This site uses cookies to deliver our services, improve performance, for analytics, and (if not signed in) for advertising. By using LibraryThing you acknowledge that you have read and understand our Terms of Service and Privacy Policy. Your use of the site and services is subject to these policies and terms.
Hide this

Results from Google Books

Click on a thumbnail to go to Google Books.

Contact Sheet 149: Tracing Memory by Miriam…

Contact Sheet 149: Tracing Memory

by Miriam Romais

MembersReviewsPopularityAverage ratingConversations



Sign up for LibraryThing to find out whether you'll like this book.

No current Talk conversations about this book.

No reviews
no reviews | add a review
You must log in to edit Common Knowledge data.
For more help see the Common Knowledge help page.
Series (with order)
Canonical title
Original title
Alternative titles
Original publication date
Important places
Important events
Related movies
Awards and honors
First words
Last words
Disambiguation notice
Publisher's editors
Publisher series
Original language
Canonical DDC/MDS

References to this work on external resources.

Wikipedia in English


Book description
Haiku summary

Amazon.com Product Description (ISBN 0935445609, Paperback)

The images in this catalogue explore what makes a thought become a memory. According to Romais, "The most emotionally laden experiences persist, and those left untouched, most likely become memory traces ... fragile and ephemeral" The artists chosen for this exhibition create photographs that look at the idea of remembrance letting go and making sense of past events, and using those memories to understand who they are today. Growing up with a mother from Thailand and a Caucasian American father, Buckley did not know her family history for many years. She relied on the conflicting memories and stories of relatives to piece together her heritage. Her images are created with a pinhole camera and cutouts of old family photographs, resulting in work that lies somewhere in between the real world and imagination. Isztin's color portraits metaphorically integrate formative childhood memories, using them to heal the adult that child has become. Part of a larger series that emulates a life journey, Destino III: Transformation revisits, in Isztin's words, "the pain, joy and suffering that our psyches are stamped with, no matter how little or large those experiences as a child." The subjects of Destino III were a combination of old friends, family, and strangers. Each of the models provided an intimate photo which connected to them to their past. Pedro then continued the theme and manipulated each scene to convey the subject s greater connection to the world. Karimipour revels in the flexibility of memories and uses his images to visually recreate them to depict how he remembers an event or encounter. In his series Invented Memory, he creates scenarios by heavily manipulating his negatives and rearranging their fragments to then be re-photographed. His imagery becomes ambiguous, as if looking in on someone else s dream. Paula Luttringer faces her own traumatic past by infusing her imagery with the testimonials of other women about being abducted and held captive during Argentina s Dirty War. Luttringer was twenty-one years old and pregnant when she was kidnapped and interred by the Argentine militia. She was held in a secret detention center for five months before being released and forced into exile. Lamento de Los Muros (The Wailing of the Walls) consists of large black-and-white images, which depict the interior of the detention centers where thousands of people were held, tortured and "disappeared." The images capture both history and memory.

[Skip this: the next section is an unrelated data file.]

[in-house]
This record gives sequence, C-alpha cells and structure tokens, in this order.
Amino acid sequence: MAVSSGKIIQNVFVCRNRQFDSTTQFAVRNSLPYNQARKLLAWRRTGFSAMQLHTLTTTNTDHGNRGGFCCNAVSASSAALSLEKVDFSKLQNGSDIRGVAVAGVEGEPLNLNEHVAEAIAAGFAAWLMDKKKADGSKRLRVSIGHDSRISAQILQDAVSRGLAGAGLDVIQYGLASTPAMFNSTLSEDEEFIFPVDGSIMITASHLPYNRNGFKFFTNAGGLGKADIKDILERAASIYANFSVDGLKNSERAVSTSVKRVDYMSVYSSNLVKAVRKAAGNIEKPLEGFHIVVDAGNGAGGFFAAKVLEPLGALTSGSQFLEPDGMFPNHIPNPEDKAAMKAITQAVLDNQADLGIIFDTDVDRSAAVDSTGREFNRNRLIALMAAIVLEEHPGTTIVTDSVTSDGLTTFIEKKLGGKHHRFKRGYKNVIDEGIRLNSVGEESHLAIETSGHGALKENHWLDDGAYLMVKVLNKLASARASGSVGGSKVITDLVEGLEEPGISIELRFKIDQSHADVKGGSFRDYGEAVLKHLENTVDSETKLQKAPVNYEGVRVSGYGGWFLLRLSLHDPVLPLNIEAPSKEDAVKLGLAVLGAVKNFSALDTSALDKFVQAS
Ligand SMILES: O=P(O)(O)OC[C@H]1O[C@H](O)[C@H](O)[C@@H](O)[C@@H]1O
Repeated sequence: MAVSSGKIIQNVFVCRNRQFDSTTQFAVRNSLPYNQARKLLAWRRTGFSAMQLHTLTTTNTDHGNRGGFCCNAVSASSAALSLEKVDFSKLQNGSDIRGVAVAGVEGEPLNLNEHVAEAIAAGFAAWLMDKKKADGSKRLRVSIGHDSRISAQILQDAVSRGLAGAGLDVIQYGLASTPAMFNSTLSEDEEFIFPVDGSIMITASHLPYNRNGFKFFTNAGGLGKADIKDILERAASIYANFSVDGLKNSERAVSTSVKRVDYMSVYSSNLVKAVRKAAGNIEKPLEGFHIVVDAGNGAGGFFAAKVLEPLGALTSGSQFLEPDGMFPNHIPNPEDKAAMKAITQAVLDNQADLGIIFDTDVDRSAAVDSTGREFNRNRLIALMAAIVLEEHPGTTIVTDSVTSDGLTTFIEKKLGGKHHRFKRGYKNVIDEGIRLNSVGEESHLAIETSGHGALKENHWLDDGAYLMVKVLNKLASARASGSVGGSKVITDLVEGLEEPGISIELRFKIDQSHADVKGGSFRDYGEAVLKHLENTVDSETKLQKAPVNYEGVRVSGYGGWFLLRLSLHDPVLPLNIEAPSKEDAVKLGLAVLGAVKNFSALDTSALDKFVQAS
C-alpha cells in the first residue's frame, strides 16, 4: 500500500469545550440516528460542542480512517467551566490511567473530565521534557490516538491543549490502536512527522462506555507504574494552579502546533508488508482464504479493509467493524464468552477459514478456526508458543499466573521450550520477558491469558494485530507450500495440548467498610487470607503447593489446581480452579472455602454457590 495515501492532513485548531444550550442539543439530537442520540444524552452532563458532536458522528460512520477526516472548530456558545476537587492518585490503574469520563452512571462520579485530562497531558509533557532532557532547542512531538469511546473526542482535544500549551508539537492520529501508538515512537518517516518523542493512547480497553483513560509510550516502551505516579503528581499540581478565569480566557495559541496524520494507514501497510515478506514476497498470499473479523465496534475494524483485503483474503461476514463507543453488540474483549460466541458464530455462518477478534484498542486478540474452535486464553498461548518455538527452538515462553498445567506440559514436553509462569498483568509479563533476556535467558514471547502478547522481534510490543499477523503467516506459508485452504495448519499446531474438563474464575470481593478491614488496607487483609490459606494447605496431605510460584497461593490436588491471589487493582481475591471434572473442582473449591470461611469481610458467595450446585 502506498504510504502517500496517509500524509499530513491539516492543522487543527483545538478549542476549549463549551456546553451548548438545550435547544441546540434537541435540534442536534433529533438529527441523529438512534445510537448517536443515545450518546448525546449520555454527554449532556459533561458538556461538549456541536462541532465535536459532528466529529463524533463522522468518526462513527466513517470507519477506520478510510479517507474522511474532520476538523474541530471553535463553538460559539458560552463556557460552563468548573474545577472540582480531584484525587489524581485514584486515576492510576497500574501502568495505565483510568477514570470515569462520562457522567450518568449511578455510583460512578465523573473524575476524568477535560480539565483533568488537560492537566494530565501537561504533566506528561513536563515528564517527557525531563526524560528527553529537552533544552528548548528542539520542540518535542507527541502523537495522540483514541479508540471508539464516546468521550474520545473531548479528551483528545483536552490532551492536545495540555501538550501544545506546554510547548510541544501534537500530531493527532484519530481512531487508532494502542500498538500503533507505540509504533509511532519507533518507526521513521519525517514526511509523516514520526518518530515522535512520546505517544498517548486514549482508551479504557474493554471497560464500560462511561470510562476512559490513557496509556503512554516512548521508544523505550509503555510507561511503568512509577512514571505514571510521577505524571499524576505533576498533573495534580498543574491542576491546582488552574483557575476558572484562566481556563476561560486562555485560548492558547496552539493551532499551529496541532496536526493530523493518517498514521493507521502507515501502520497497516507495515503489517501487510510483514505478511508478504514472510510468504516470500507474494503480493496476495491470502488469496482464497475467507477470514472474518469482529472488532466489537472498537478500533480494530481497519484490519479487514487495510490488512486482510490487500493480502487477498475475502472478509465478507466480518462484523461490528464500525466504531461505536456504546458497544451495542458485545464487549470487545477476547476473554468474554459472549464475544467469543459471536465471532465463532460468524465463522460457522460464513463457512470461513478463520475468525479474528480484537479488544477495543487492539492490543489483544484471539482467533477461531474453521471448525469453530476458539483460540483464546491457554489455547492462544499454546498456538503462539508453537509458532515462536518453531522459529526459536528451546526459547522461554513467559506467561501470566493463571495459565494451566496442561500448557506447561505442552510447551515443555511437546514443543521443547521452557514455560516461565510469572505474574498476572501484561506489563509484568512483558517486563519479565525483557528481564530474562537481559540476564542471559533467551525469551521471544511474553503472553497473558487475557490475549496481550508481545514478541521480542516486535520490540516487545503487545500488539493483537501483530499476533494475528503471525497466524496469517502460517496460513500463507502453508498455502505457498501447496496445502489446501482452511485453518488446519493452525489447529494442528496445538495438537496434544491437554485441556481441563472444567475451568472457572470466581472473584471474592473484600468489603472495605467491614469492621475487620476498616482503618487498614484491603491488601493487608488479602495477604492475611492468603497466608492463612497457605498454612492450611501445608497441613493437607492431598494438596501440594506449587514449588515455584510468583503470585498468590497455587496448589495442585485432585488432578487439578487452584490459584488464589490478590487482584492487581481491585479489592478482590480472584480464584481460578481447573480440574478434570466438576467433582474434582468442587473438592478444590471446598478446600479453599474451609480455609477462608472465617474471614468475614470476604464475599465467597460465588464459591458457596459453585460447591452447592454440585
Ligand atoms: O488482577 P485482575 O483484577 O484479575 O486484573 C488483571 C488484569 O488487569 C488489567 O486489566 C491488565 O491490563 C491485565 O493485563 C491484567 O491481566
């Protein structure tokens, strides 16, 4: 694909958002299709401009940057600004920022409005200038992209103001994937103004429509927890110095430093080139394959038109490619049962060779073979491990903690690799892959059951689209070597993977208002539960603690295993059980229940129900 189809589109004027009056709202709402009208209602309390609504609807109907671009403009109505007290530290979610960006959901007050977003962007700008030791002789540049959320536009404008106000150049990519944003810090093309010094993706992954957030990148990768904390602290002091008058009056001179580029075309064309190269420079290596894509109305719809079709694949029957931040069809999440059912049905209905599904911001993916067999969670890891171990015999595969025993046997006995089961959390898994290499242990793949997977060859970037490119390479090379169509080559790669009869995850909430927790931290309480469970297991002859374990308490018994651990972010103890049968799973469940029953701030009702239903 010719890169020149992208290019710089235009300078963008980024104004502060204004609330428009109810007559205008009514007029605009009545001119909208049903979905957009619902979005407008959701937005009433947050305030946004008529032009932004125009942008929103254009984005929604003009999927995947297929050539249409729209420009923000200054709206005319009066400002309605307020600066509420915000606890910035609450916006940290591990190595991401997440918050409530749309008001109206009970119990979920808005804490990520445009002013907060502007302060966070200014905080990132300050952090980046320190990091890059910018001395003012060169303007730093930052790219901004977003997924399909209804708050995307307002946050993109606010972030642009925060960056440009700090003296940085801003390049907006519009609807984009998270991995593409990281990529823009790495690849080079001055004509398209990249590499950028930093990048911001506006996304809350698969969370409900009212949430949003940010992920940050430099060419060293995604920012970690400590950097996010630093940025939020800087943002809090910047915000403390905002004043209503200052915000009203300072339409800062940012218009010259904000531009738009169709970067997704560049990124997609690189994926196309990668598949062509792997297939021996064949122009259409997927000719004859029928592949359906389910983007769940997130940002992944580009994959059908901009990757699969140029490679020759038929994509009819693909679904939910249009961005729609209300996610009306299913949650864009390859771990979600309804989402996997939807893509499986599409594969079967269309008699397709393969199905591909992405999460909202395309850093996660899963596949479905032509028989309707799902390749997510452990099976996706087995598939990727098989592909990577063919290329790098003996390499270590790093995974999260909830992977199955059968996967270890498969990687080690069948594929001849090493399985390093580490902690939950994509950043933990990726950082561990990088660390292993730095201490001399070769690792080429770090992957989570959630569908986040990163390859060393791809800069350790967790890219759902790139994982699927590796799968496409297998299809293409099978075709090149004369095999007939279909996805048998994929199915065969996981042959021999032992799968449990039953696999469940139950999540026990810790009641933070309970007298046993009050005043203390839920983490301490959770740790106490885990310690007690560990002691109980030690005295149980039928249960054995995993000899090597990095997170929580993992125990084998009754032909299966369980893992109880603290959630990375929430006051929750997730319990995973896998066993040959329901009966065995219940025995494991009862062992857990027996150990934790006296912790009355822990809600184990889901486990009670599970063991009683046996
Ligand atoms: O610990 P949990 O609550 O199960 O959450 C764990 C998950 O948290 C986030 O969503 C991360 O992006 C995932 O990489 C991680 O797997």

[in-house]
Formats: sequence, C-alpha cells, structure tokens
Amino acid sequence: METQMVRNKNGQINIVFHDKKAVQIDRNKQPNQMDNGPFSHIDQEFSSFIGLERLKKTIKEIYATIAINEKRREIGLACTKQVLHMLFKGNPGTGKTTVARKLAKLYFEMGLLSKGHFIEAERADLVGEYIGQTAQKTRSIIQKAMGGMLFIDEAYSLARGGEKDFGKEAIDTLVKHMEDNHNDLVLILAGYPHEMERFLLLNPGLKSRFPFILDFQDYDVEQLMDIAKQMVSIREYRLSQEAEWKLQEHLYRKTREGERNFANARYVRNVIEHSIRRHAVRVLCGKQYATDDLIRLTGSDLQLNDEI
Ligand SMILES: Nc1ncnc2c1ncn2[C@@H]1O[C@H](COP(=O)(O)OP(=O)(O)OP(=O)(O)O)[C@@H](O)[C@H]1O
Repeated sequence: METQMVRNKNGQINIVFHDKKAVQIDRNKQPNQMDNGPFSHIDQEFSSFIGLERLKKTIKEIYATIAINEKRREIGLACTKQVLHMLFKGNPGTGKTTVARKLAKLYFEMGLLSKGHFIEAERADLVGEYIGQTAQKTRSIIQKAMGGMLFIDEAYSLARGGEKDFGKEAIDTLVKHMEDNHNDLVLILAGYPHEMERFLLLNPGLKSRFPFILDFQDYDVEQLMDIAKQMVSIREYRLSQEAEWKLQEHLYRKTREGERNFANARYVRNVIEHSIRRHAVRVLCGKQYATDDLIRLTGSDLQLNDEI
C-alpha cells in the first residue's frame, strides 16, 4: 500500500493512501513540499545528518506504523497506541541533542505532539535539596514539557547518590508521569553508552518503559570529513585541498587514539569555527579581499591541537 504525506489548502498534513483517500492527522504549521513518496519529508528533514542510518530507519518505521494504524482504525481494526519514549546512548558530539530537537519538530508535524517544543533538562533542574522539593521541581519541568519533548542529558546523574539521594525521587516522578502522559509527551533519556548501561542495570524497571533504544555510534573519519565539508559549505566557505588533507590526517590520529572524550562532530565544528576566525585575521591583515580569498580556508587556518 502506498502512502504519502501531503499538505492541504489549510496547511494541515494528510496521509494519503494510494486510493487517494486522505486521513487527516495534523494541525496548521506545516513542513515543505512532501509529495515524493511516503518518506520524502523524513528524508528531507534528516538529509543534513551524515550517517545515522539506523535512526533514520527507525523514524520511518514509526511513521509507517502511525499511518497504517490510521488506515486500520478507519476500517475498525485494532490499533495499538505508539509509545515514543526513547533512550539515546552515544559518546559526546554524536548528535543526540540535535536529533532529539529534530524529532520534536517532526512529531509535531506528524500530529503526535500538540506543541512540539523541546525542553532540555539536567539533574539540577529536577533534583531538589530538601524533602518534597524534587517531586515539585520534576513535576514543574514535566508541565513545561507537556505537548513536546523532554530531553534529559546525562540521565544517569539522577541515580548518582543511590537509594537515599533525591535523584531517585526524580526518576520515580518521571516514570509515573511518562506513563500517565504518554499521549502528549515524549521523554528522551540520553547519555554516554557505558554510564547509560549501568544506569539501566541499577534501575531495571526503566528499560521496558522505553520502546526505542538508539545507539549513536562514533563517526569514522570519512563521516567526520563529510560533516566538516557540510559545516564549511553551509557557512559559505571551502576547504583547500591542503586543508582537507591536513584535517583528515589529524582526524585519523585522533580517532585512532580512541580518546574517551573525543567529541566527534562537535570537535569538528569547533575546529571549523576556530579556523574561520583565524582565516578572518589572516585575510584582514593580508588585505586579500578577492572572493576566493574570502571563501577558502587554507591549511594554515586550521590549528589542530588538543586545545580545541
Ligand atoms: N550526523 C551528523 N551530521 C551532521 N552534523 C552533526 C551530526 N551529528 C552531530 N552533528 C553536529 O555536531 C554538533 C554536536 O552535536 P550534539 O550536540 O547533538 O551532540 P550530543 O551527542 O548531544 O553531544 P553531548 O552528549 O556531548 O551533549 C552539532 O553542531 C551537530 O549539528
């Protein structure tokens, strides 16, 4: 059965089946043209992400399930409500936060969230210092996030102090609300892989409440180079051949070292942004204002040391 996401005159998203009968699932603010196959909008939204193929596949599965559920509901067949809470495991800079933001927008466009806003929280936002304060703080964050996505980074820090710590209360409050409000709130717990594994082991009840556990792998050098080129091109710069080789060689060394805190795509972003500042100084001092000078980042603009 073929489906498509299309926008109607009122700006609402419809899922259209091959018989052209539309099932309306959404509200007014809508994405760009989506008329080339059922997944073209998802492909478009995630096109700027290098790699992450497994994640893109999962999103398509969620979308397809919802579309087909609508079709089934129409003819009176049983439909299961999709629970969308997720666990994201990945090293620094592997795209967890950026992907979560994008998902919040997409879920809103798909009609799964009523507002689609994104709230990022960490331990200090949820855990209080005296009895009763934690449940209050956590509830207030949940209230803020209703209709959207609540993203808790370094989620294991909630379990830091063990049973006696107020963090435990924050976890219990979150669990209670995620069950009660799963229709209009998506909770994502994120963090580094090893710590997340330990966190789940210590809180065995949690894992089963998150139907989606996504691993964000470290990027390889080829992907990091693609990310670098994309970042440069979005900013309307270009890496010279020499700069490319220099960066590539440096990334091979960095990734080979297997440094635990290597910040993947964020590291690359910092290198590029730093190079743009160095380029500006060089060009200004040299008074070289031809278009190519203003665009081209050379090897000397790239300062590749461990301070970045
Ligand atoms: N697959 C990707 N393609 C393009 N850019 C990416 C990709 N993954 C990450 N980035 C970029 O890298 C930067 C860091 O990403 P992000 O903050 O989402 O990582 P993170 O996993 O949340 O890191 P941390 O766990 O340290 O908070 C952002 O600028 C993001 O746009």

(retrieved from Amazon Thu, 12 Mar 2015 18:09:32 -0400)

No library descriptions found.

Quick Links

Popular covers


Average: No ratings.

Is this you?

Become a LibraryThing Author.


About | Contact | Privacy/Terms | Help/FAQs | Blog | Store | APIs | TinyCat | Legacy Libraries | Early Reviewers | Common Knowledge | 131,683,904 books! | Top bar: Always visible